My rating: 2 of 5 stars
It was a very easy and engaging read. I was really, really liking it (despite the fact that the lead character is beautiful and has two boys-who-a-lot-of-other-girls-like falling for her–which I know, I know, it’s a young adult book aimed for girls, the lead HAS to be pretty even if she doesn’t think she is and has to have a minimum of two boys liking her romantically) until I got to the ‘Etienne / St. Clair’ name switch. Now, I do understand why it was done. It just felt a bit too contrived.
They are not in a society where it is common to use last names for acquaintances and first names for friends (unlike say, how it is in another fictional boarding school–Hogwarts) or even honorifics in addition to the first name/last name rule (Japan). The characters, while studying in France, were all raised in America / are American and as such use either first or last names (or even nicknames), whichever’s cooler or more suitable.
So the switch in how St. Clair’s name is used to further denote that feeling of extra closeness when Anna already had it with him even without the name change just felt silly and contrived to me. Their arguments, whenever she switched using his names to hurt him, didn’t pack a punch like it should (although I do have to allow that this may be because I am used to reading Japanese or Korean relationships, which can utilize this move efficiently because the social constructs are there from the very beginning–nay, even before the characters came to be) and fell flat. And the last bit, where she uses a lame and filmsy excuse of about not calling him Etienne anymore when she had been doing so for practically half the book, when she was purposely using the name switch to hurt him–just UGH.
The other thing that bugged me was Meredith, who didn’t feel like a character at all but only an instrument. After making our lead character, Anna, feel welcome at a new place, Meredith is easily forgotten as Anna’s narratives focus on herself, St. Clair and Rashmi and Josh. So when A Mess happens that involves Meredith, Anna’s reaction in her defense felt too extreme (even counting the fact that she was in a bad place at the time) since I as the reader never really felt that she cared for Meredith as a person/friend at all, and that Anna’s reaction only served as a way to redeem Anna. Hell, even her apology to Meredith was 99% a conversation about how much St. Clair likes Anna.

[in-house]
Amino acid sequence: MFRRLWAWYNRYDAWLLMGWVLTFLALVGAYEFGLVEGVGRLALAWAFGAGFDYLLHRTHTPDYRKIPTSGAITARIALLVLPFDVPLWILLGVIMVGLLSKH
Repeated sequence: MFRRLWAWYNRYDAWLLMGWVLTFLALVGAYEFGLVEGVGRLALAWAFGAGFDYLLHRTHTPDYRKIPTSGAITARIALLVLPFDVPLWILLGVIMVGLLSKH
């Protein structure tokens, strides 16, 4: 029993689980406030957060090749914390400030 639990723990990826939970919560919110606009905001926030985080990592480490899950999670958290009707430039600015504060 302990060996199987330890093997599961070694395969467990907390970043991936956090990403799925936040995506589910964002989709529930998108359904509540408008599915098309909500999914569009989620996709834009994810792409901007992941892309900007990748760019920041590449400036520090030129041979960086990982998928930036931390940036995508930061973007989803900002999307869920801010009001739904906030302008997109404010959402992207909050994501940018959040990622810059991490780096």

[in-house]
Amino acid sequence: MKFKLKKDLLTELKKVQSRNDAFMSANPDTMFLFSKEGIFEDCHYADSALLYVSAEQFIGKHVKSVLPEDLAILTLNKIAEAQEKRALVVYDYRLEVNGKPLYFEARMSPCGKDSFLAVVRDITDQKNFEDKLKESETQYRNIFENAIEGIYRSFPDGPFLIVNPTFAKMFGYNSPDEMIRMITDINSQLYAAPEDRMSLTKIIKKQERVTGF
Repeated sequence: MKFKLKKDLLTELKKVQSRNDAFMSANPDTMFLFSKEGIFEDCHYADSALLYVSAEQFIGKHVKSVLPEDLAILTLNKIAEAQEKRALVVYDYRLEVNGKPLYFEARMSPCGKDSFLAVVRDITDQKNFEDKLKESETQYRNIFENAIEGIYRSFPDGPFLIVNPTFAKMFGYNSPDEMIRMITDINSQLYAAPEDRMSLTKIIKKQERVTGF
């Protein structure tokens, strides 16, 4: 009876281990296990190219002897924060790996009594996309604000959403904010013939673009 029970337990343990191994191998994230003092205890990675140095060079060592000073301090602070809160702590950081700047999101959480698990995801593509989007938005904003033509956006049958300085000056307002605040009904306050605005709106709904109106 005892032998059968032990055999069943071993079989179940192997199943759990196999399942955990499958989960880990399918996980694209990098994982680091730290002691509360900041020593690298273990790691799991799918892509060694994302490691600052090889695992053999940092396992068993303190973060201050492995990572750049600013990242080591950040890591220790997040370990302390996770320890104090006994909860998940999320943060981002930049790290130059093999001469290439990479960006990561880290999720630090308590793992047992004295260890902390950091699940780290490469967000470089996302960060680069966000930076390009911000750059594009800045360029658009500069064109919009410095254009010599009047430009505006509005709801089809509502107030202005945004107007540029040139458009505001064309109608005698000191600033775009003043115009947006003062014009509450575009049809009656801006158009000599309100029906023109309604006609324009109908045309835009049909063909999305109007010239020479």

Yes, it’s a Young Adult book–I don’t have to be so serious. But I can’t help it, when these are the first thoughts that came to mind while I was reading it. It’s not that I didn’t like this book either–I thought the Paris descriptions were good, reminding me of photos of Paris I’ve seen. Every time food was mentioned, I got hungry. I found it funny that Anna’s father’s novels closely resemble those of Nicholas Sparks’. I was rooting for St. Clair, even though he played it safe and kept his boat in so many rivers. I liked Anna, even though it was a bit daft for her to not look at the Neruda book after she said she KNEW she missed something. I’m not sure if that’s Anna’s fault or the writer not wanting to end things too soon, though. I liked Anna, St. Clair, Bridge, Sean, Rashmi, Isla and Josh as characters.
Bottom line: I did like it. It was a nice, fluff read, and if the two points above were improved, I would have loved it, even if I didn’t get anything new or find any passages worth underlining. It’s getting an ‘It’s OK’ rank on my Goodreads bookshelf because it’s not something I’ll pick up again.